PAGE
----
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Nan Chen
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You seem to be making a distinction between, on the one hand, the Fat Man who decides not to sacrifice himself and stands by and watches the trolley go on its path with the scenario where the Fat Man actively resists someone trying to push him. You suggest that in the later case, the Fat Man "causes" the deaths of the five down the tracks while in the former scenario he presumably do not. I don't understand this distinction. It seems to me that in *both* cases, the Fat Man causes the deaths, in some sense, of the 5 people down the tracks. By standing by and watching, that is one of the causes of their death as much as if he had actively resisted the utilitarian pusher.
Toggle Commented May 19, 2011 on Trolley Problems at
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Nan Chen is now following Vihvelin
May 17, 2011
"If time travel to the past is permitted by the laws, then Time-Slice determinism is false. Time travel to the past entails the nomological possibility of causal loops, and causal loops entail the falsity of Time-Slice determinism because, while every event in the loop might have a cause the loop itself has no cause (neither sufficient nor probabilistic). It follows, then, that facts about the present, together with facts about the laws, are not logically sufficient for facts about the future. And this means that Time-Slice determinism is false." I don't understand this line of reasoning. It seems to me that in causal loops, we may reason as we do in what you have called "time-slice determinism" and say that the events before the loop at some time prior cause every event in the loop and thus the loop itself is caused by prior events. In your example, you are in the kitchen and is stopped from walking across by someone from the future but this person has a history and her history may be determined at the point before the loop, at the time just before you get your coffee (that she will enter in her time machine and...). The only difference between run of the mill time slice determinism and determinism in causal loops seem to be that causal chains "double back" and then forward again (once the person appears in front of you blocking your way) but there doesn't seem to be any reason to deny that the events in the loop are wholly determined by events before. On another note, the causal loop and forking paths "solutions" to avoid paradox in time travel seem to not be exhaustive of all backward time travel possibilities that avoid the familiar paradoxes. I have never heard anyone mention this possibility. Consider a world where the growing-block world is true and God in that world had wanted to "rewind" the course of the world, its entire history to some point before the furthest point the block's edge has advanced. The universe is "reversed" and I'd imagine that things would go like a rewound dvd video to some previous time. Then if determinism is true in that world, it would "replay" like it has the last time to that furthest point again. Now this kind of backward time "travel" is only backward in the "internal" time relative to those in the block universe but it occurs in the regular temporal direction in some external time or their "god's time." So it's "internal backwards" but not external backwards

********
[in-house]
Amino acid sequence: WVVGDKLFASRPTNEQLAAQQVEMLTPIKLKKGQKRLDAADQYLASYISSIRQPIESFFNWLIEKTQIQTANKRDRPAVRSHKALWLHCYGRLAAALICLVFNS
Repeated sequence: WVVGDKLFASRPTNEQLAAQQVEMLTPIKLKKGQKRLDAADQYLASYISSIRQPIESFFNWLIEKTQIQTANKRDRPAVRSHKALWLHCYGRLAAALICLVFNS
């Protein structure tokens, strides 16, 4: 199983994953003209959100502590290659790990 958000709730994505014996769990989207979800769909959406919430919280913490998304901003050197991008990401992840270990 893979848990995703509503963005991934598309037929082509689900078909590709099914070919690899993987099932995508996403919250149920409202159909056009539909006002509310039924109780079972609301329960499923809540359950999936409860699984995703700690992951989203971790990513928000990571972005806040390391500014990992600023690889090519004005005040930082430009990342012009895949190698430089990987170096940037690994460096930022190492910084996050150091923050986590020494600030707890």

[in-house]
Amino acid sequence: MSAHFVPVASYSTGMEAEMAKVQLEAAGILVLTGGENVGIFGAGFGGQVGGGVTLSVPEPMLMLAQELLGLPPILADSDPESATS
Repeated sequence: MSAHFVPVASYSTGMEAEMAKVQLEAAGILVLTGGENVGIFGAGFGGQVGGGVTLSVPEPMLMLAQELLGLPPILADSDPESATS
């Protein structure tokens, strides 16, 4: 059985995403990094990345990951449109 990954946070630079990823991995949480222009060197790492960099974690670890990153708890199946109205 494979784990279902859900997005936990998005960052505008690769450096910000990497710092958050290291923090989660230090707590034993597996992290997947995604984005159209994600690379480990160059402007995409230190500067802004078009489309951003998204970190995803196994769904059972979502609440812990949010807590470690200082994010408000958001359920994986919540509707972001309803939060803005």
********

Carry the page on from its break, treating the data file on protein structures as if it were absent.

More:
Toggle Commented May 18, 2011 on What TimeTravelers Cannot Do at
Nan Chen is now following The Typepad Team
May 17, 2011